Given this country’s current entanglement in an increasingly unpopular and costly foreign war and growing questions about President George W. Bush’s competence to lead the United States out of the current Middle East morass, Richard II is a timely drama of political intrigue in high places and the terrible consequences that ensue when ambitious courtiers depose a head of state.

Why has Hammond added a Prologue to Richard II? “It’s very short,” he points out. “It’s a tiny little scene from a period play, some of which might have been written by Shakespeare…. It was played by the Lord Chamberlain’s Men about three years before the company performed Richard II. (Shakespeare was already a member of the Lord Chamberlain’s Men at that time.) All of the Elizabethans would have known about the murder of Gloucester, which is a major circumstance of the play. It gives a contemporary audience, in about 45 seconds, the major background of the play.”

Hammond notes that the Prologue is set in an English prison in Calais, France, in 1397, whereas The Tragedy of King Richard II unfolds in England and Wales from 1398 to 1400.

David Hammond, who was just appointed to the artistic advisory panel of the American National Theatre, relishes both the opportunity to introduce a new generation of Triangle theatergoers to Richard II and the creative challenges that ensue. Hammond says, “The major challenge in any Shakespearean play is the handling of the text and keeping the production rooted in text-based acting. For this one, it’s capturing the political world of the play in a way that the audience can understand and follow. It’s getting the richness of the characters, and keeping a balanced view, as Shakespeare does.”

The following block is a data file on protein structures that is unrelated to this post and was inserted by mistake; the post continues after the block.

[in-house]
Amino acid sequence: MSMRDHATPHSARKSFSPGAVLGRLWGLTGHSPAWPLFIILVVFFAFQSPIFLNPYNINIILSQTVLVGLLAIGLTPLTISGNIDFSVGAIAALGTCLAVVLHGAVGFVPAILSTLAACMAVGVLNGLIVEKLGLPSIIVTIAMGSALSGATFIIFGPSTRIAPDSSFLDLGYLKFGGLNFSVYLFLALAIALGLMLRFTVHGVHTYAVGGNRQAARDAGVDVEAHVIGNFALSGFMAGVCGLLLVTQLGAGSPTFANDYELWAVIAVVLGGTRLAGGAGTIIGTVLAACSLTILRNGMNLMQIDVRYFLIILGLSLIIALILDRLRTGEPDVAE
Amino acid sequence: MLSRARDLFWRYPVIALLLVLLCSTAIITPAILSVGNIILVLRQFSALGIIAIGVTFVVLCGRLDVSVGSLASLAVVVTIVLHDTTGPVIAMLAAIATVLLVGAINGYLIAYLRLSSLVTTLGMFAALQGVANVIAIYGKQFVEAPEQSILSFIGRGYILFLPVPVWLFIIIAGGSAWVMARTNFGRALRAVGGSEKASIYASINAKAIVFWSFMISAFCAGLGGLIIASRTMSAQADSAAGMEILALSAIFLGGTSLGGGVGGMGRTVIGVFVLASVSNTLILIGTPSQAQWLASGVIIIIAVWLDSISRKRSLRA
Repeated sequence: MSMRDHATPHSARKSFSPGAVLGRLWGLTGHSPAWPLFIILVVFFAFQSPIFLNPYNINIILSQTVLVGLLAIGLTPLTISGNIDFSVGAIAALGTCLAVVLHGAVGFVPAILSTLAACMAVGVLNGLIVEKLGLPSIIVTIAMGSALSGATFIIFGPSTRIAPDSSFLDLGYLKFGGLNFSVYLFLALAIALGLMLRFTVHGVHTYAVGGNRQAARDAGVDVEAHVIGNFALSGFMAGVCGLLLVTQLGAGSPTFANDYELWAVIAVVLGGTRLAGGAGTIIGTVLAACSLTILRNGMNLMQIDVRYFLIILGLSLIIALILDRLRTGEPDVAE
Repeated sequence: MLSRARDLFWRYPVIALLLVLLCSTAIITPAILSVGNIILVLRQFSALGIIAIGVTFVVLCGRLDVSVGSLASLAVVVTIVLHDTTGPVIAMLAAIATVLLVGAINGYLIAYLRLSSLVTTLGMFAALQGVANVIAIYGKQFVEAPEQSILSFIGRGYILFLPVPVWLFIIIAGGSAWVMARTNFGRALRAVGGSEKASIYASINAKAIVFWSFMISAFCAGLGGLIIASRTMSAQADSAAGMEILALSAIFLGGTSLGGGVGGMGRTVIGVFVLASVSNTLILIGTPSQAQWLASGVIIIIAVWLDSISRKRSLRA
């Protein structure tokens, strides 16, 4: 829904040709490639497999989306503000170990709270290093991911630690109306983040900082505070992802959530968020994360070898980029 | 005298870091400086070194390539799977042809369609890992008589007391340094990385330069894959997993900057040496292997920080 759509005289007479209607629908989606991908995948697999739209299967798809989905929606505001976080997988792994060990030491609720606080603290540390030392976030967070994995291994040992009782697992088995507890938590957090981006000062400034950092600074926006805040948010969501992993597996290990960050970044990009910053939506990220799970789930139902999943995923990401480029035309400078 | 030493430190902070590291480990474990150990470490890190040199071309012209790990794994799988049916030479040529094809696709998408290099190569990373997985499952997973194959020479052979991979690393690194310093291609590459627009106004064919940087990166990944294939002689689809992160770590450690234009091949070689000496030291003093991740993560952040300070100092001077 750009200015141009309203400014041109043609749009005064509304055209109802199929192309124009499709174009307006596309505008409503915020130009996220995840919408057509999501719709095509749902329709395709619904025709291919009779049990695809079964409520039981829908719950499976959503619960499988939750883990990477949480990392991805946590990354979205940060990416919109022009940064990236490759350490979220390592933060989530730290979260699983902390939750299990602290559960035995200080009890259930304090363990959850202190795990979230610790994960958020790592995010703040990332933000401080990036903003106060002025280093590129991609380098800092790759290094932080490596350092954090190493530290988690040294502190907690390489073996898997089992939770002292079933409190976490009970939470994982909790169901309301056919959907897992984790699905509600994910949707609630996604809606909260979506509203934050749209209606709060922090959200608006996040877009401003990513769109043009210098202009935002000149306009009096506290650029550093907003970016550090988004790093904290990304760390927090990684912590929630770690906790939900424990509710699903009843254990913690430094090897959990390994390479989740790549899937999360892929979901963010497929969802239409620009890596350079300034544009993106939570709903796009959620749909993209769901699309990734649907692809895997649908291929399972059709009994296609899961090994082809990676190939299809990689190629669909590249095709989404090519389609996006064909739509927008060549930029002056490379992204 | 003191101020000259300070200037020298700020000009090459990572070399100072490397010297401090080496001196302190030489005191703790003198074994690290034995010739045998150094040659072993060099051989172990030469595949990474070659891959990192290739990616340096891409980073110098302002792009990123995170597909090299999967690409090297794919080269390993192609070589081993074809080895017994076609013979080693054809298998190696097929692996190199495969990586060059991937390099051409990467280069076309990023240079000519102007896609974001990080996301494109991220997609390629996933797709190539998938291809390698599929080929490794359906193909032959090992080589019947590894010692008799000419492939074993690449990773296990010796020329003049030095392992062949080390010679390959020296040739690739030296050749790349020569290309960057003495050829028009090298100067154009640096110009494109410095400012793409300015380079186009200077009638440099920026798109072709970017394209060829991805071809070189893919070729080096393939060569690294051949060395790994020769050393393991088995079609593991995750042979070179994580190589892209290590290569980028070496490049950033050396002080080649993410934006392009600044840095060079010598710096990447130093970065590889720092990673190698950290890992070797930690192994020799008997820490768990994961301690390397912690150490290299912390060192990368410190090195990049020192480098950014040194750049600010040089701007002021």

Note: PlayMakers has just installed a new assisted-listening system, based on FM technology, to better serve the company’s patrons who have hearing impairments. Carolina Meadows of Chapel Hill, a not-for-profit continuing-care retirement community, funded the project.

Second Opinion: Oct. 8th Raleigh, NC News & Observer “director’s notes” by David Hammond: [login required] .

PlayMakers Repertory Company presents The Tragedy of King Richard II Wednesday-Saturday, Oct. 13-16, at 8 p.m.; Sunday, Oct. 17, at 2 p.m.; Tuesday-Saturday, Oct. 19-23 and 26-30 and Nov. 2-6, at 8 p.m.; and Sunday, Oct. 24 and 31 and Nov. 7, at 2 p.m. in Paul Green Theatre in the University of North Carolina at Chapel Hill Center for Dramatic Art. $10-$40. 919/962-PLAY (7529). PlayMakers Repertory Company: University of Virginia (Shakespeare Resources): University of Virginia (Richard II Text, 1623 First Folio, edited by John Heminges and Henry Condell): University of Virginia (Richard II Text, 1866 Globe Edition, edited by William George Clark and William Aldis Wright):